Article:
The Centers for Medicare & Medicaid Services (CMS) recently approved a new Medicare service that will improve access to care planning and related services for persons with cognitive impairment, including Alzheimer’s disease and related dementias.
Beginning on January 1, 2017, Medicare will begin covering assessments and care planning with a medical professional for those living with cognitive impairments. Medicare has created a billing code “G0505” that will allow physicians and other clinicians to be reimbursed for providing a series of services to persons with cognitive impairment. These services include:
• Cognition-focused evaluation including a pertinent history and examination.
• Functional assessment (for example, Basic and Instrumental Activities of Daily Living), including decision-making capacity.
• Use of standardized instruments to stage dementia.
• Medication reconciliation and review for high-risk medications, if applicable.
• Evaluation for neuropsychiatric and behavioral symptoms, including depression, including use of standardized instrument(s).
• Evaluation of safety (for example, home), including motor vehicle operation, if applicable.
• Identification of caregiver(s), caregiver knowledge, caregiver needs, social supports, and the willingness of caregiver to take on caregiving tasks.
• Advance care planning and addressing palliative care needs, if applicable and consistent with beneficiary preference.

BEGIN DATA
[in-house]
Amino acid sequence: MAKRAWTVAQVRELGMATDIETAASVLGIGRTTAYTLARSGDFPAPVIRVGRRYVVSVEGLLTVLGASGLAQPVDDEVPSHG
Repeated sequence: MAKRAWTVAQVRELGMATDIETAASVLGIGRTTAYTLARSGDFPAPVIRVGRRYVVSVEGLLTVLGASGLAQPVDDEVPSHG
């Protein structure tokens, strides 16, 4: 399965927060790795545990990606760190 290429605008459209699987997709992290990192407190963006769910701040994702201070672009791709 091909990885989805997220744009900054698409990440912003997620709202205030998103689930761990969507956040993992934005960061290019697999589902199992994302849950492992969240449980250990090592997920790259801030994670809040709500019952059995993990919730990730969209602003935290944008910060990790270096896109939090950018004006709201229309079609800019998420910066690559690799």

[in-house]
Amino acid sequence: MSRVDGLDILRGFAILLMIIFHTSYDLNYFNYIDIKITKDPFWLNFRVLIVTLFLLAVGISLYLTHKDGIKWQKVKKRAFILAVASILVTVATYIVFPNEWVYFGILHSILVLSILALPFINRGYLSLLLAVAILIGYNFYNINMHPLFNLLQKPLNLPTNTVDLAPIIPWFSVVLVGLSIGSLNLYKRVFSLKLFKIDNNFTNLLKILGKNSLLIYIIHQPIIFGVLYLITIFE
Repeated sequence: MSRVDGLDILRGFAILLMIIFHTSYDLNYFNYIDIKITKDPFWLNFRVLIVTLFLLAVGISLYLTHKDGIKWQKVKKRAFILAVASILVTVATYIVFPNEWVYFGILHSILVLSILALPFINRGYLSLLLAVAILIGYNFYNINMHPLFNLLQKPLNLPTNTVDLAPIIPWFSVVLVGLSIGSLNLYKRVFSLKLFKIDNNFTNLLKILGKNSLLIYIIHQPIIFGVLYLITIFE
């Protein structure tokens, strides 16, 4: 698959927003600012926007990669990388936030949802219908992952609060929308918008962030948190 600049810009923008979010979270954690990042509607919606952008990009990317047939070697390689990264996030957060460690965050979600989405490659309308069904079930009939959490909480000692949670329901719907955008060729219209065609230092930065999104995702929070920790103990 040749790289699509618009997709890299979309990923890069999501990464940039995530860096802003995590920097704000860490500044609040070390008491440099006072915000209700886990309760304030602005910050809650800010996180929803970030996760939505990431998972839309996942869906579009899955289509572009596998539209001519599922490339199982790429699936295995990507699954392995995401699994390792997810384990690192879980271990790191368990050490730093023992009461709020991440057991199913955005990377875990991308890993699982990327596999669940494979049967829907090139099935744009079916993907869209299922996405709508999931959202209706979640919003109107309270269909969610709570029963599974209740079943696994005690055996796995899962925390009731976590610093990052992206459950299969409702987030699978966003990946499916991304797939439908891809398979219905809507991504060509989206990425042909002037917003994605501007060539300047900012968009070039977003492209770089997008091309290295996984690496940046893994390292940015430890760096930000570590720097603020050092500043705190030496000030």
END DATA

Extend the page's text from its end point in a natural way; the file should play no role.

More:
• Creation of a care plan, including initial plans to address any neuropsychiatric symptoms and referral to community resources as needed (for example, adult day programs, support groups); care plan shared with the patient and/or caregiver with initial education and support.
This new service is a positive development, as many as half of individuals who meet the specific diagnostic criteria for dementia have never received a diagnosis. An early and documented diagnosis when coupled with access to care planning services leads to better outcomes for individuals with Alzheimer’s as well as their caregivers.
Furthermore, documentation in the individual’s medical record is critical for care coordination and is necessary for health care providers to address complications in the management of other chronic conditions, such as heart disease and diabetes.